This review contains spoilers.
The final episode of Misfits was never going to be the satisfying, definitive farewell fans would have imagined playing out back in 2009. The original cast are gone, the mission statement has gotten muddled over the years and, frankly, fan excitement has been lowered for most to a tentative optimism. Those who stuck around after series four were rewarded with one of the strongest runs the show has ever produced but, though the series finale doesn’t exactly disappoint, it’s maybe not the explosive high a show like Misfits really should have bowed out with. This finale was good, not great, but maybe that’s all we could have asked for.
I had a couple of issues with the choice of plot, as it felt like something that really should have been kept for a Jess-centric penultimate episode, rather than the finale. It was a little too focused on one character and, because the Rudys have developed a tendency to steal every scene they’re a part of (partially by design, of course), Finn, Abbey and Alex barely get a look in. Time travel has been well-explored on Misfits back when Simon was still around and, as a superpower, creepy Luke’s ability to throw girls forward through time and present them with a baby just feels too convoluted.
It’s simple on the surface, and provides an economical way for the writers to push forward elements they’d already set in motion (before pushing the reset button), but once you get to the story’s resolution things begin to fall apart. How did Luke know that Jess would get pregnant? How did she leave herself a message? It even seems out of character for Jess to sleep with a stranger, and her solution of recreating the same child (slim chance) and then presumably letting Rudy raise it was a little hard to take. Didn’t anyone find Luke’s body in the bar toilets while she was having her epiphany?
A much more successful part of this episode was the corruption of the Jumper Posse and their descent into villainy. To have a group actually attempt to become ‘proper superheroes’ and fail miserably was a nice ‘what if’ scenario that was faithful to the show’s beginnings in its outright rejection of the traditional superhero narrative. Most of us have gone along assuming that the ASBO five would indeed become heroic, with community service as their secret identity and the iconic orange jumpsuits as their costumes, and I love the fact that the writers thought to play that out and then throw it straight away.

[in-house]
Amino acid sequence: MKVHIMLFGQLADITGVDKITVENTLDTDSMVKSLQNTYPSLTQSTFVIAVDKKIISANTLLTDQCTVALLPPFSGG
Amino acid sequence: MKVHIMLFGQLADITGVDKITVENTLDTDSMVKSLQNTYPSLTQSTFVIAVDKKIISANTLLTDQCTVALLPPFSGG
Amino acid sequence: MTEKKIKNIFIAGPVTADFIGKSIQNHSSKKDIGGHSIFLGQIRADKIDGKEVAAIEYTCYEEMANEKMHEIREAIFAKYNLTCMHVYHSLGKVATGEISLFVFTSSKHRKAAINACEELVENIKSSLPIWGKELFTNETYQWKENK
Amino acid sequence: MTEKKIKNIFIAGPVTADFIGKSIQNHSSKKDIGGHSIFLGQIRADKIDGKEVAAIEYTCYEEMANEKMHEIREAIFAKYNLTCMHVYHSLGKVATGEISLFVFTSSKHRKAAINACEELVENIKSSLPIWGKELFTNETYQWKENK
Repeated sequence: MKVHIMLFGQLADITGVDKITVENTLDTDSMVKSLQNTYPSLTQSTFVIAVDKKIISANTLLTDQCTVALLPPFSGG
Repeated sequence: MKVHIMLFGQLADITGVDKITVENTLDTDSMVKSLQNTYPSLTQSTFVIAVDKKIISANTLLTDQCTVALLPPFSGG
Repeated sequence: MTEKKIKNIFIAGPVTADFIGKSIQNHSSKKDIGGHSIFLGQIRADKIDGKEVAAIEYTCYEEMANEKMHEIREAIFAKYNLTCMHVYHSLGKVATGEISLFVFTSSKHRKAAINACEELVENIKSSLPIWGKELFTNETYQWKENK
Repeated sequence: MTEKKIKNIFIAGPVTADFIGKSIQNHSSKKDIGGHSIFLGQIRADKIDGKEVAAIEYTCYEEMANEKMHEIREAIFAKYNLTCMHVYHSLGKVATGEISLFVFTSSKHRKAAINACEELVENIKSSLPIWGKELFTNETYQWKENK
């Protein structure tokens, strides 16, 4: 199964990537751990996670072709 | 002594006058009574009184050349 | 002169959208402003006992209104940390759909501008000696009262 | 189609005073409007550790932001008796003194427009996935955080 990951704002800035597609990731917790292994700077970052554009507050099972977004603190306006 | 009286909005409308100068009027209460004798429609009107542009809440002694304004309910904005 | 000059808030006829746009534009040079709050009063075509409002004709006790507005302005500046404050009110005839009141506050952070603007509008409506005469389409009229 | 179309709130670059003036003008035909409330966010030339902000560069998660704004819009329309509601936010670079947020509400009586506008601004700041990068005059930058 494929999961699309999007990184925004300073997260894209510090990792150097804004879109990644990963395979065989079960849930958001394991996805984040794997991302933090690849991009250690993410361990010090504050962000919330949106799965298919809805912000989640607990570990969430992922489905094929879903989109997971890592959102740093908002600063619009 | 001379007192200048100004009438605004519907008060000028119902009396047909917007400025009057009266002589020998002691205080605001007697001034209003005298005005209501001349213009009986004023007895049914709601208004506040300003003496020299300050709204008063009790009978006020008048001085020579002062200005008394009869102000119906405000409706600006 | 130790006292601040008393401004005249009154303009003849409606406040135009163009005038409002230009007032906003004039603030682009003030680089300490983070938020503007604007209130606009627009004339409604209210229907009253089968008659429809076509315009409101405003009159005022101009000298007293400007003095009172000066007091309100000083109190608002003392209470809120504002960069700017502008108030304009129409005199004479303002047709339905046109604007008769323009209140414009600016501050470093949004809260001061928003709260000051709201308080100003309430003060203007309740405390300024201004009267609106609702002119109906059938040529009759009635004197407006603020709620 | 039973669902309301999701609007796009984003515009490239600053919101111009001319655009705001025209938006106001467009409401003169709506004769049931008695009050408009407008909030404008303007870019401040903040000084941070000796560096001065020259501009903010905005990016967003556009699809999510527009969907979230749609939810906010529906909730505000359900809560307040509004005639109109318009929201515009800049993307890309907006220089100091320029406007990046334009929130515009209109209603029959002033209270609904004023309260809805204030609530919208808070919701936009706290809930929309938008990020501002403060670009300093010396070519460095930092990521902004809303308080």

The jumper posse were eventually defeated by our gang (by another extremely objectionable use of Alex’s powers), but not without an instantly-erased tragedy for the audience to weep over. By the point that Rudy’s weak, infantile bladder had led to his demise, I had resigned myself to both scenarios – whether he had reconciled with Rudy Two and accidently saved the day, or if we were just going to go back to the present with lessons learned. We couldn’t really get upset over Rudy’s death, and it actually felt a little disappointing to have everyone survive until the end. It was a bit like how Twilight fans must have felt in that last movie – having their cake and eating it.
What most people will object to is the lack of any cameos – or any references to the past at all. This episode can’t really be thought of as a series finale at all, since what has gone on since the end of series three has been so vastly different to how the show began that you can easily imagine another continuation. The episode works fine as the last one we’re going to see, but never needed to be a finale that wraps things up and brings it full circle. They might have decided to try to be superheroes at the end of the episode, but everything else in the hour suggests that it might not be as easy as they think.
So long as the inconsequence of time travel plots doesn’t offend you, then this was the perfect farewell to a show that, against all odds, feels again like it’s going out on a high. Misfits was utterly unique, completely bonkers and, at its best, it was one of the best superhero shows ever made. It’s always been messy and resolute in its disregard for our expectations, so the mixture of closure and open-endedness in this finale feels true to the show’s spirit. We might not have been treated to returns from Nathan, Simon et al, but this episode was more about saying goodbye to the current cast along with the question posed in the first episode.
Could they be real superheroes? Will we get a movie? It doesn’t really matter now. This episode needed to finish off the show as we’ve known it for the past couple of years, and it did that adequately. It’s a shame that so many people have abandoned the series in its final hour but, for those true fans who knew there has to be something better waiting around the corner, this year’s run was a real treat. Proven by the show’s final line (“I can feel it in my nutsack”), there’s really nothing else like it on telly. Thank you, Misfits, for giving us five years inside your crazy madcap universe – you will be missed.
Read Caroline’s review of the previous episode, here.
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